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Published In: Flore Française. Troisième Édition 5: 637. 1805. (17 Sept 1805) (Fl. Franç. (ed. 3)) Name publication detail
 

Project Name Data (Last Modified On 8/18/2017)
Acceptance : Accepted
 

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1. Corydalis DC. (corydalis)

Plants annual or occasionally biennial (perennial elsewhere), with taproots. Stems loosely to strongly ascending. Leaves alternate, sometimes also basal, long-petiolate toward the stem base, grading into short-petiolate or sessile toward the stem tip. Leaf blades 2 or 3 times compound and lobed, oblong lanceolate, lanceolate, ovate, or ovate-triangular in outline (often on the same plant), the ultimate segments linear to narrowly oblong or narrowly lanceolate, occasionally elliptic to obovate, mostly sharply pointed at the tip, green or pale and glaucous. Inflorescences 1–15 cm long, usually relatively short-stalked and relatively densely (1–)4–30-flowered. Flowers bilaterally symmetrical in only 1 longitudinal plane, the stalks 1–15 mm long, ascending at flowering but sometimes spreading or pendant at fruiting, without a pair of bractlets. Sepals 1–2(–3) mm long, ovate to ovate-triangular or occasionally somewhat heart-shaped, attached basally, rounded to nearly truncate or occasionally somewhat cordate at the base, the margins entire or less commonly with several coarse, jagged teeth, membranous and white to pale yellow. Corollas pale to bright yellow, sometimes becoming reddish-tinged with age. Inner petals linear or nearly so toward the base, oblanceolate to spatulate above the midpoint with an inconspicuous keel, rounded at the concave tip. Outer petals dissimilar; the lower petal narrowly oblong to oblong-obovate, keeled or with a low irregular median wing (crest), the margins winged toward the usually somewhat spreading (except in cleistogamous flowers) tip; the upper petal with a short to long spur (this often absent or nearly so in cleistogamous flowers), slightly incurved, keeled or with an irregular median wing (crest), winged toward the usually abruptly spreading (except in cleistogamous flowers) tip. Style persistent, slender to relatively stout, the stigma 2-lobed, flattened and somewhat fan-shaped, with 4 or more commonly 8 winglike papillae. Fruits capsules, dehiscent (sometimes tardily so), 10–30 mm long, narrowly oblong-ellipsoid (tapered at each end, beaked at the tip), straight or curved, the surface not swollen over the seeds, smooth or appearing mealy (in C. crystallina), 3- to numerous-seeded. Seeds 1.4–2.3 mm long, somewhat flattened, more or less kidney-shaped in outline, rounded or bluntly to sharply angled along the rim, sometimes with a minute marginal ridge, the surface smooth or appearing finely pebbled, black, shiny, the elaiosome an irregular, somewhat conic, white mass attached in the notch, sometimes poorly developed. About 300 species, North America, Europe, Asia, Africa.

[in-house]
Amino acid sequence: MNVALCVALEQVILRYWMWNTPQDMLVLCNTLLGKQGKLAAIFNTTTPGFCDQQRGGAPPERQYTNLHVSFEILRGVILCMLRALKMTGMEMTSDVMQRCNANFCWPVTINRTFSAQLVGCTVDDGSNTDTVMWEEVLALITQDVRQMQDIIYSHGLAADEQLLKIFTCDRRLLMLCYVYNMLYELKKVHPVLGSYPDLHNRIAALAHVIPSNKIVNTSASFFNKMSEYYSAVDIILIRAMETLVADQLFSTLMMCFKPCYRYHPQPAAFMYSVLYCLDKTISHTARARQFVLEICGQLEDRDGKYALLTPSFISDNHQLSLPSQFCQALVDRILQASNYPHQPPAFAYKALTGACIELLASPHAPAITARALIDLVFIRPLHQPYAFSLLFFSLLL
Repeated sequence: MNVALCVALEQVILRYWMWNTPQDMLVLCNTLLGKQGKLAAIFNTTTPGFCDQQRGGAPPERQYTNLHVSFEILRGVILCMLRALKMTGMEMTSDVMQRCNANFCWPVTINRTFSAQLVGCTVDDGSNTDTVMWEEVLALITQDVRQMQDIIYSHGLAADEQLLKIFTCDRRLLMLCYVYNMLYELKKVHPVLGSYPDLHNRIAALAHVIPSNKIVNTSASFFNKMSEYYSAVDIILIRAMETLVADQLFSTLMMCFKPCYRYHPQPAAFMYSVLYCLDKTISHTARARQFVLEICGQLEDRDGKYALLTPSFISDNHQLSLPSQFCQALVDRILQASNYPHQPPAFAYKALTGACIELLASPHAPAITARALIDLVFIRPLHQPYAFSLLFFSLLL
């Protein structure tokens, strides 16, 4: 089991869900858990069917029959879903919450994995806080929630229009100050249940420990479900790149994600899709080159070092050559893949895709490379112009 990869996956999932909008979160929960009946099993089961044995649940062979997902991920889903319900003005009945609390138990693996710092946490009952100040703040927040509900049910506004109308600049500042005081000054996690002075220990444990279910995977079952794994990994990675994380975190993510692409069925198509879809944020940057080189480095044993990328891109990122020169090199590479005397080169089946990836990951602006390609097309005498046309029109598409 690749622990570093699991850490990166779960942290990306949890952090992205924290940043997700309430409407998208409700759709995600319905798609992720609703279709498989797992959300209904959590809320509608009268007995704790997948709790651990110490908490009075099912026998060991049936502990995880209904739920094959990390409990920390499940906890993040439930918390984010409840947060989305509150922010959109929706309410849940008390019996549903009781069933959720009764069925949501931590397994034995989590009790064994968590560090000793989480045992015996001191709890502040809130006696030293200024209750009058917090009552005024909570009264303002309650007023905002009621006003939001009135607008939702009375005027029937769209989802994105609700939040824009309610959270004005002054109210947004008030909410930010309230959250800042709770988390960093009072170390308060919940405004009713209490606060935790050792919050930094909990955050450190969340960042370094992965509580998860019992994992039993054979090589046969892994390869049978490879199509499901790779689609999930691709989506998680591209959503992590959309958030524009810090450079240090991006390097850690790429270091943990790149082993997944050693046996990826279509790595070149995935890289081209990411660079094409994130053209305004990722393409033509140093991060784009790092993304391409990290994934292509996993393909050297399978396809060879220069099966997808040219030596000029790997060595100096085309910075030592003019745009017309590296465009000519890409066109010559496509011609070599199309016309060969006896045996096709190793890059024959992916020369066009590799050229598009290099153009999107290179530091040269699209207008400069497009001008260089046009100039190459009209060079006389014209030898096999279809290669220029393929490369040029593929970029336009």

As in other members of the Fumariaceae, the inner petals of Corydalis species are cupped around the anthers and stigmas, and pollen grains are shed onto the stigma. However, most species of Corydalis are visited by a variety of insects (especially bumblebees) and thus are likely to be mostly or at least partly cross-pollinated (see the treatment of Dicentra for a similar pollination mechanism). This situation has not been studied in detail in most of the North American species. Macior (1978a, b) noted visitation of C. flavula flowers by queens of two species of bumblebees, but also determined that flowers bagged to exclude all insects still produced fruits. Thus, self pollination may be the main mode of reproduction in C. flavula. Additionally, plants of some species of Corydalis (in Missouri, principally C. flavula and C. micrantha) can produce inflorescences with some or all of the flowers cleistogamous. Such inflorescences tend to be short (often reduced to clusters rather than racemose). The tips of the outer petals do not spread and the spur is very short or absent.

Although specimens of Corydalis are most easily observed in the field when in flower, some species are best distinguished by their fruits and seeds. The best time to collect specimens is when both flowers and mature fruits are present. The size ranges for corolla lengths in the key to species include the spur in the measurement.

In addition to the species treated below, C. curvisiliqua (A. Gray) Engelm. ex A. Gray ssp. grandibracteata (Fedde) G.B. Ownbey should be searched for in northeastern and southeastern Missouri. This taxon is known from sand prairies in southeastern Iowa and western Illinois (Tyson and Ebinger, 1999) and also is found in sandy habitats from Kansas to Texas. It is most similar to C. aurea, but differs in having seeds that are roughened rather than pebbled (observed with magnification as having minute, blunt, tubercles rather than polygonal facets) and relatively conspicuous inflorescence bracts (the lowermost bracts 10–15 mm vs. 4–10 mm long).

 
 
 
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